Jim Manzi: Four Ideas For A New Energy Policy
The focus of government action under my proposed approach is to help create greater capabilities, not to direct resources.
In 2009, Congress came close to enacting an economy-wide plan to ration carbon via a cap-and-trade system for the stated purpose of reducing climate change. It would have been a very bad deal for America, with costs that were at least ten times greater than expected economic benefits. Fortunately, good sense prevailed, and the Waxman-Markey proposal was defeated, though it was a close-run thing.
The Obama administration hasn’t given up on the dream, and is now proposing a more narrowly targeted version of the same basic carbon-rationing concept. On Monday, the EPA proposed new regulations to force a reduction in CO2 emissions from coal-fired power plants by 30 percent from 2005 levels. Because this applies only to a single economic sector, and therefore does not allow markets to seek out the lowest-cost opportunities for emissions reductions anywhere they could be found in the economy, we should expect the cost/benefit ratio to be even worse than under Waxman-Markey.
The U.S. Chamber of Commerce commissioned a study to estimate the costs of a policy similar to the current proposal. (Even fairly rabid partisans agree that the study did not put a thumb on the scale.) Sure enough, the study estimated that the current proposal would impose costs of $143 per ton of CO2 avoided, versus $82 under the Waxman-Markey plan (which remember had costs at least 10 times greater than benefits). In other words, this plan has economics about 75 percent worse than a plan that was an awful deal for American citizens. Without regard to party or ideology, I believe that the evidence is clear that this current EPA proposal should be opposed as contrary to the public interest.
There is no technical tweak to this approach that will make it work. The liberal consensus strategy is broken, and it cannot be fixed. We need to rethink this problem from the beginning.
In the summer of 2007, I wrote a cover article for National Review in which I argued that we should avoid myopia in focusing on climate change as a unique existential threat. Instead, we should treat it as one of many manageable risks that we face, and focus our approach on technology and increasing our general capacity for addressing multiple challenges. In very short form, the strategy I proposed was: technology, not taxes.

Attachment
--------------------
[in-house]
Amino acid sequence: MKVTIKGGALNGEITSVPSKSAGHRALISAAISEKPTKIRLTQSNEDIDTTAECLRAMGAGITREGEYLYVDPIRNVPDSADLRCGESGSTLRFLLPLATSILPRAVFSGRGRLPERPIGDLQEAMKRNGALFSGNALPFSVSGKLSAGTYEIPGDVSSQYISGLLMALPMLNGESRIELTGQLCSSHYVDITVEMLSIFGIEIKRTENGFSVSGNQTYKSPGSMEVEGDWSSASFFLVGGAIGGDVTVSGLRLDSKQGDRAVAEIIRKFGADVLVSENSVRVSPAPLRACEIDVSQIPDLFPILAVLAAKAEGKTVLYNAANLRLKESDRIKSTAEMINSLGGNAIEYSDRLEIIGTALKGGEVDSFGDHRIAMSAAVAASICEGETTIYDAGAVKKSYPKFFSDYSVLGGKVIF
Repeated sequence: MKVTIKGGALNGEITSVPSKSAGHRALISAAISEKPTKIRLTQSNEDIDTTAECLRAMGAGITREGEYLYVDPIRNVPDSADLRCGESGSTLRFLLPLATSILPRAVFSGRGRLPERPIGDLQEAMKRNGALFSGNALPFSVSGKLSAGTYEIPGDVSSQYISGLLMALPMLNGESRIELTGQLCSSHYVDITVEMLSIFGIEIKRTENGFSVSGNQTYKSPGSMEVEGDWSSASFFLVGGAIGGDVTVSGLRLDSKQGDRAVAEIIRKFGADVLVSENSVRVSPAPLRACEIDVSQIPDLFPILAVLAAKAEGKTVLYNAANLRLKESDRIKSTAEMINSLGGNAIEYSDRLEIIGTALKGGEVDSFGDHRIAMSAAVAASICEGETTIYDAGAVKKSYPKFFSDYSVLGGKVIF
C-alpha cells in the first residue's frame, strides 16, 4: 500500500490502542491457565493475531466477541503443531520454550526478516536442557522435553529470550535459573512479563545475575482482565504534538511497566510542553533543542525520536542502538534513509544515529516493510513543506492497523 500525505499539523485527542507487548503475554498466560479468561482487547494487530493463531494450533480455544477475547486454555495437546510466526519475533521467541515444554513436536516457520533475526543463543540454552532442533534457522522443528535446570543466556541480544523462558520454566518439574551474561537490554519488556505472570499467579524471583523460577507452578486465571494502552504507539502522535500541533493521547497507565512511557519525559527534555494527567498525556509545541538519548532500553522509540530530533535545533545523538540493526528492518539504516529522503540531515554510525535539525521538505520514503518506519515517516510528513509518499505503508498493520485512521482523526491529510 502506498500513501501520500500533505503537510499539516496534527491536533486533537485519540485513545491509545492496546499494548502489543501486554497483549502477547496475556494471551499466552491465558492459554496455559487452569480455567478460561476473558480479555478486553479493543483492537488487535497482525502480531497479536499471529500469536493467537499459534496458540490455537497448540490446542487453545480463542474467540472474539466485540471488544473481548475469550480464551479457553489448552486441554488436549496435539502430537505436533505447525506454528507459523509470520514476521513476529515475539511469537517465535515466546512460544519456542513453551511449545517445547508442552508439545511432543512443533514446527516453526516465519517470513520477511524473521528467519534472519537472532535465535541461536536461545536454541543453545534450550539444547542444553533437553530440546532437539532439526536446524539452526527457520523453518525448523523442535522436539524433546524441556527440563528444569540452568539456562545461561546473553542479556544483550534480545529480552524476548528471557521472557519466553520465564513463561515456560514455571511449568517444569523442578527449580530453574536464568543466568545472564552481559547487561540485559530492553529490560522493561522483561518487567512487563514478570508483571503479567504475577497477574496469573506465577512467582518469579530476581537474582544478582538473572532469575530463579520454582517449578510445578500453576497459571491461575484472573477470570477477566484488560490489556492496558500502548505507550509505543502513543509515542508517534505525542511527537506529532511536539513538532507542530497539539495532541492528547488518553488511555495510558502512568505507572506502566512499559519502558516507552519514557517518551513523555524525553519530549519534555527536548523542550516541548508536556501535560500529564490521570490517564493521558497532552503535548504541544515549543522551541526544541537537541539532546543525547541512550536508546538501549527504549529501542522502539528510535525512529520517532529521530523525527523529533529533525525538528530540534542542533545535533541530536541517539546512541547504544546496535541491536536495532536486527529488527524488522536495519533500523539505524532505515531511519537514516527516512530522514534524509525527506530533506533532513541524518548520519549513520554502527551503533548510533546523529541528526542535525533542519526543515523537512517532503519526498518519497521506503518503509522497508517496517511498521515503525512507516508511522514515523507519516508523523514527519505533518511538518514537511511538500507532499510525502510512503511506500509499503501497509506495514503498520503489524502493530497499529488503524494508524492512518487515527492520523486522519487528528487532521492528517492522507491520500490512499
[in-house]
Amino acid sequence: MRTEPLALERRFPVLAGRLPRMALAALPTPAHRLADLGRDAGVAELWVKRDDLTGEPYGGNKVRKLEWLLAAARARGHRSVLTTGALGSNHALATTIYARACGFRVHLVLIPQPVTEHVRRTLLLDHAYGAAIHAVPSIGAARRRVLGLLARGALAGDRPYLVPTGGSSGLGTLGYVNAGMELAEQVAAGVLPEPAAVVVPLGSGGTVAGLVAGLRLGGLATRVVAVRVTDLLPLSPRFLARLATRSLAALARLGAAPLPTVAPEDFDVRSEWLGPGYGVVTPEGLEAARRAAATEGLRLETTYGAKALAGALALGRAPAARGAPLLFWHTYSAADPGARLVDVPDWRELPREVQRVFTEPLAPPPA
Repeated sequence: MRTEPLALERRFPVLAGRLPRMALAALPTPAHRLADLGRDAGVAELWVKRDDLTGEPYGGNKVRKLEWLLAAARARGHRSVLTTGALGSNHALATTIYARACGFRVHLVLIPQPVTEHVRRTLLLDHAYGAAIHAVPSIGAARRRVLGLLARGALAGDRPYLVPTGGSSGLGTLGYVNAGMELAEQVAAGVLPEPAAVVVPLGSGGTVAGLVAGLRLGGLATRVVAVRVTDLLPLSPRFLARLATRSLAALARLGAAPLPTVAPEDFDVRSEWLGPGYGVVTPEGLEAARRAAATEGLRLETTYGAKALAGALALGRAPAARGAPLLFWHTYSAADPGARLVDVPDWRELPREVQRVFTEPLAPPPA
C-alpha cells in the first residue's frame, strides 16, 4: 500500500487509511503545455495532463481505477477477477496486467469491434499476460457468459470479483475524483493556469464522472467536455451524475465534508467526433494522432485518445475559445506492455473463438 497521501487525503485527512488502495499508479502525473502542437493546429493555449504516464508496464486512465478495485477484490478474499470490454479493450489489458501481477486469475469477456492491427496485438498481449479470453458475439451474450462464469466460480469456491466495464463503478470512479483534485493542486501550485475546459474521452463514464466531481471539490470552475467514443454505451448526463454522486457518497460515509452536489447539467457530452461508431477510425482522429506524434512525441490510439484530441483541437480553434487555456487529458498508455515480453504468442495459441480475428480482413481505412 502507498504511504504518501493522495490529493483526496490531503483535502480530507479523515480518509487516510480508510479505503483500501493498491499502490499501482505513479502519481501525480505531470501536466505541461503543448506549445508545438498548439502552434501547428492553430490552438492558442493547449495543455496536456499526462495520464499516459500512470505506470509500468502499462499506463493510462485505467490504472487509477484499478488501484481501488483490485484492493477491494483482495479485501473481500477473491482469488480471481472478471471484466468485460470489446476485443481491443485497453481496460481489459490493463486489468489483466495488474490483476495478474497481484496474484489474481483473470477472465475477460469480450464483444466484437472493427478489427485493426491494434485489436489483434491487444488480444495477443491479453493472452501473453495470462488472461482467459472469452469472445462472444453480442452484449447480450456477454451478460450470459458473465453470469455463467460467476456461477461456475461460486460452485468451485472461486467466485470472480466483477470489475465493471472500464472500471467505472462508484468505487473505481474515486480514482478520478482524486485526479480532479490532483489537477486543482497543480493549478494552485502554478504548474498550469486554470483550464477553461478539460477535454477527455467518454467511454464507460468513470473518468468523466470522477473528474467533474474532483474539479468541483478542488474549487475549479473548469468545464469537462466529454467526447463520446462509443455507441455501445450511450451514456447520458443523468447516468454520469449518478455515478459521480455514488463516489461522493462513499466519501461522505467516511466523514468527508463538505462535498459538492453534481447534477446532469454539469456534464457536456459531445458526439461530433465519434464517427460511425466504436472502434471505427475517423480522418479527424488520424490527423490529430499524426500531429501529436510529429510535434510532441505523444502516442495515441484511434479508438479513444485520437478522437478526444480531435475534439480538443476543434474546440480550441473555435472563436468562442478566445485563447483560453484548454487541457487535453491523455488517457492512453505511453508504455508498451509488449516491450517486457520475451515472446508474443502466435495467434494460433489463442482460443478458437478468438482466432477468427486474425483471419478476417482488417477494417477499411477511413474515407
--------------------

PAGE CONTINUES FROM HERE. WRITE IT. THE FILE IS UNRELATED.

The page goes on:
Suppose I told you that I believed that America could within a decade develop a new green-energy technology that could lead us to have the fastest rate of reduction in CO2 emissions of any major country in the world, and permanently reduce absolute emissions such that we never again emitted what we did in the 2005 baseline year? And further, instead of this requiring us to trade-off emissions reductions against the costs of lower economic growth, that this technology wouldincrease economic growth, and add jobs, because of greater productivity? And it was able to radically reduce our reliance on overseas sources of energy so much that North America could be practically self-sufficient for energy? And it was a proprietary American technology that would provide competitive advantage to our manufacturing industries, and would itself become a significant source of exports?
This sounds like a fairy tale. But in fact, this is precisely what has happened in the seven years since I wrote that article. America has created a technology-driven energy revolution, in a manner that has been orthogonal to the whole policy debate in Washington. It is the classic entrepreneurial response to the question “Do you want A or B?” Invent C.
It was not done through some Ayn Randish Private Sector Good, Government Bad morality tale. But the story of how this happened (which I reviewed in National Affairs this spring) should make clear that the role of the government in this area should be very different than what the Obama administration and its allies believe.